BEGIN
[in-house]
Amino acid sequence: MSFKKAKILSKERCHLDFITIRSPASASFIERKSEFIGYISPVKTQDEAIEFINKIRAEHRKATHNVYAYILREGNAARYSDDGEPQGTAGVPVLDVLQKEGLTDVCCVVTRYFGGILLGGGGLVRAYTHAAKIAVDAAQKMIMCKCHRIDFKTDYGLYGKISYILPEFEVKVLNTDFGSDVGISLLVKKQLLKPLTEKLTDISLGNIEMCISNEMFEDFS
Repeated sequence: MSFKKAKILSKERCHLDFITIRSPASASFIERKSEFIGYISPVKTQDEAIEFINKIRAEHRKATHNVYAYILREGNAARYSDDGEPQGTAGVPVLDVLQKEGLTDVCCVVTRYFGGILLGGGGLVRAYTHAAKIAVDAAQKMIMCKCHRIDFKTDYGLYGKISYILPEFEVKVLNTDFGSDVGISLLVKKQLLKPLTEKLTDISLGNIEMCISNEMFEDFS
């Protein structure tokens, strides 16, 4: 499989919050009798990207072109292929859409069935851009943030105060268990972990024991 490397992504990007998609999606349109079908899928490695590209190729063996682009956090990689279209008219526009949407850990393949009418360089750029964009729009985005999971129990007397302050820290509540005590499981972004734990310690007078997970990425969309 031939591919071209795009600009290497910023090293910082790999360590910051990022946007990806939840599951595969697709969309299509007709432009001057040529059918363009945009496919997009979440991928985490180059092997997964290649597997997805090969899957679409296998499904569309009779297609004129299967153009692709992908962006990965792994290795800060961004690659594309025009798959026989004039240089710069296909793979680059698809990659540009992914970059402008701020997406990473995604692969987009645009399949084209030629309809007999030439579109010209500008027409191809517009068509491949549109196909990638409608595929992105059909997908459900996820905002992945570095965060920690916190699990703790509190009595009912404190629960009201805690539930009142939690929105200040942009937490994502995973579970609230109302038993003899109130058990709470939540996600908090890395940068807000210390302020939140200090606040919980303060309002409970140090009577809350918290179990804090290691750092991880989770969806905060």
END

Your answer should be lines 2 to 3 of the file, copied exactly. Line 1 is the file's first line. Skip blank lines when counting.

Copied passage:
Amino acid sequence: MSFKKAKILSKERCHLDFITIRSPASASFIERKSEFIGYISPVKTQDEAIEFINKIRAEHRKATHNVYAYILREGNAARYSDDGEPQGTAGVPVLDVLQKEGLTDVCCVVTRYFGGILLGGGGLVRAYTHAAKIAVDAAQKMIMCKCHRIDFKTDYGLYGKISYILPEFEVKVLNTDFGSDVGISLLVKKQLLKPLTEKLTDISLGNIEMCISNEMFEDFS
Repeated sequence: MSFKKAKILSKERCHLDFITIRSPASASFIERKSEFIGYISPVKTQDEAIEFINKIRAEHRKATHNVYAYILREGNAARYSDDGEPQGTAGVPVLDVLQKEGLTDVCCVVTRYFGGILLGGGGLVRAYTHAAKIAVDAAQKMIMCKCHRIDFKTDYGLYGKISYILPEFEVKVLNTDFGSDVGISLLVKKQLLKPLTEKLTDISLGNIEMCISNEMFEDFS